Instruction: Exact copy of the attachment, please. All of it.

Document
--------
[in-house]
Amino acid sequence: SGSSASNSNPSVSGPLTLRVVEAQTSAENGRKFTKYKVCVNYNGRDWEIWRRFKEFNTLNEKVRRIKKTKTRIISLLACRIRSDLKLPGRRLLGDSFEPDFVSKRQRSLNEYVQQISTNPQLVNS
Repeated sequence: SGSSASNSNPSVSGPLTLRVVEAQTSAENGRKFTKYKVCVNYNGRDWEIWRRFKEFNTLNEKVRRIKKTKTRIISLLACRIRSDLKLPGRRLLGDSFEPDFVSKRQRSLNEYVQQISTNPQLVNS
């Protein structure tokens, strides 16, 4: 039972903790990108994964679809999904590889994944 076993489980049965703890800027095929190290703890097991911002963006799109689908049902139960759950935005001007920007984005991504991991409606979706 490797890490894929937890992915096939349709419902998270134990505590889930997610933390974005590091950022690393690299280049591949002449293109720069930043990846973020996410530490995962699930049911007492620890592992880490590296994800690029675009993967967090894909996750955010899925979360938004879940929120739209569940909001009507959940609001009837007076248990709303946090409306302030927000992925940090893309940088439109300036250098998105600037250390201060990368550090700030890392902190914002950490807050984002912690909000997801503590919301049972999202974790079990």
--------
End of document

[in-house]
Amino acid sequence: SGSSASNSNPSVSGPLTLRVVEAQTSAENGRKFTKYKVCVNYNGRDWEIWRRFKEFNTLNEKVRRIKKTKTRIISLLACRIRSDLKLPGRRLLGDSFEPDFVSKRQRSLNEYVQQISTNPQLVNS
Repeated sequence: SGSSASNSNPSVSGPLTLRVVEAQTSAENGRKFTKYKVCVNYNGRDWEIWRRFKEFNTLNEKVRRIKKTKTRIISLLACRIRSDLKLPGRRLLGDSFEPDFVSKRQRSLNEYVQQISTNPQLVNS
């Protein structure tokens, strides 16, 4: 039972903790990108994964679809999904590889994944 076993489980049965703890800027095929190290703890097991911002963006799109689908049902139960759950935005001007920007984005991504991991409606979706 490797890490894929937890992915096939349709419902998270134990505590889930997610933390974005590091950022690393690299280049591949002449293109720069930043990846973020996410530490995962699930049911007492620890592992880490590296994800690029675009993967967090894909996750955010899925979360938004879940929120739209569940909001009507959940609001009837007076248990709303946090409306302030927000992925940090893309940088439109300036250098998105600037250390201060990368550090700030890392902190914002950490807050984002912690909000997801503590919301049972999202974790079990």